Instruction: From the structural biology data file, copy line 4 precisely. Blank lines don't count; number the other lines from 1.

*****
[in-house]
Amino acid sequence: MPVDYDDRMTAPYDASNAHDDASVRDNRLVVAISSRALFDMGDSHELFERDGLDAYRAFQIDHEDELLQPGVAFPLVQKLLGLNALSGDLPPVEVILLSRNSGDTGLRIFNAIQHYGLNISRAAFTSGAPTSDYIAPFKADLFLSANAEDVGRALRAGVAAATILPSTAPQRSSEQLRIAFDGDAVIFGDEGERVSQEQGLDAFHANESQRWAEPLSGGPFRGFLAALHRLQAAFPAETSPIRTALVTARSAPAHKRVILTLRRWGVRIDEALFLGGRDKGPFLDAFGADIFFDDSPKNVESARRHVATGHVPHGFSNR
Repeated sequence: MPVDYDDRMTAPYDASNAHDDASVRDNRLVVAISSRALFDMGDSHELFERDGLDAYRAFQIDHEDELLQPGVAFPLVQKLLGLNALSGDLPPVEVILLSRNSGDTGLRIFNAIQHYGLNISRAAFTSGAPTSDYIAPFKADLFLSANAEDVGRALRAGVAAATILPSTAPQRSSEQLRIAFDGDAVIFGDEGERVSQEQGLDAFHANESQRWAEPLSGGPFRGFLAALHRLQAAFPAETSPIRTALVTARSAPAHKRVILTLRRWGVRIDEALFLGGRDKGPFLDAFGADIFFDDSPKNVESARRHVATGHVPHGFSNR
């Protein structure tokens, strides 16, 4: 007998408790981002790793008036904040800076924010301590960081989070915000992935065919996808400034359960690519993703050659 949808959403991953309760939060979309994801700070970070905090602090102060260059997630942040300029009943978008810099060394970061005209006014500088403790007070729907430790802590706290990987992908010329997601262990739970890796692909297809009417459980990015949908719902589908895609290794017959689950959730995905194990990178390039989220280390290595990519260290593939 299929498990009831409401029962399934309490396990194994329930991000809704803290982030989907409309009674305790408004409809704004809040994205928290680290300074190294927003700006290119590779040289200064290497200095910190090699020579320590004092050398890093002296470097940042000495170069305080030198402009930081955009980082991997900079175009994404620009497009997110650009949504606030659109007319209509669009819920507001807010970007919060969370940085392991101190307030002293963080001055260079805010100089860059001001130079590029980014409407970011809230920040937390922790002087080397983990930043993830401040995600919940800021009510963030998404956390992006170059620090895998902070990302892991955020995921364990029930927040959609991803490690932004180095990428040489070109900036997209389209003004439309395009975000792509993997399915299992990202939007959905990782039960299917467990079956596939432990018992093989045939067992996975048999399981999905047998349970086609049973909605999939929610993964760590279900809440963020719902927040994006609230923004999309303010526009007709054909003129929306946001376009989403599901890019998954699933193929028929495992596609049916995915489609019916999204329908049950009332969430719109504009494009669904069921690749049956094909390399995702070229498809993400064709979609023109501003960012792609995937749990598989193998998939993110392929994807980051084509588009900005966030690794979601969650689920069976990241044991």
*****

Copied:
């Protein structure tokens, strides 16, 4: 007998408790981002790793008036904040800076924010301590960081989070915000992935065919996808400034359960690519993703050659 949808959403991953309760939060979309994801700070970070905090602090102060260059997630942040300029009943978008810099060394970061005209006014500088403790007070729907430790802590706290990987992908010329997601262990739970890796692909297809009417459980990015949908719902589908895609290794017959689950959730995905194990990178390039989220280390290595990519260290593939 299929498990009831409401029962399934309490396990194994329930991000809704803290982030989907409309009674305790408004409809704004809040994205928290680290300074190294927003700006290119590779040289200064290497200095910190090699020579320590004092050398890093002296470097940042000495170069305080030198402009930081955009980082991997900079175009994404620009497009997110650009949504606030659109007319209509669009819920507001807010970007919060969370940085392991101190307030002293963080001055260079805010100089860059001001130079590029980014409407970011809230920040937390922790002087080397983990930043993830401040995600919940800021009510963030998404956390992006170059620090895998902070990302892991955020995921364990029930927040959609991803490690932004180095990428040489070109900036997209389209003004439309395009975000792509993997399915299992990202939007959905990782039960299917467990079956596939432990018992093989045939067992996975048999399981999905047998349970086609049973909605999939929610993964760590279900809440963020719902927040994006609230923004999309303010526009007709054909003129929306946001376009989403599901890019998954699933193929028929495992596609049916995915489609019916999204329908049950009332969430719109504009494009669904069921690749049956094909390399995702070229498809993400064709979609023109501003960012792609995937749990598989193998998939993110392929994807980051084509588009900005966030690794979601969650689920069976990241044991």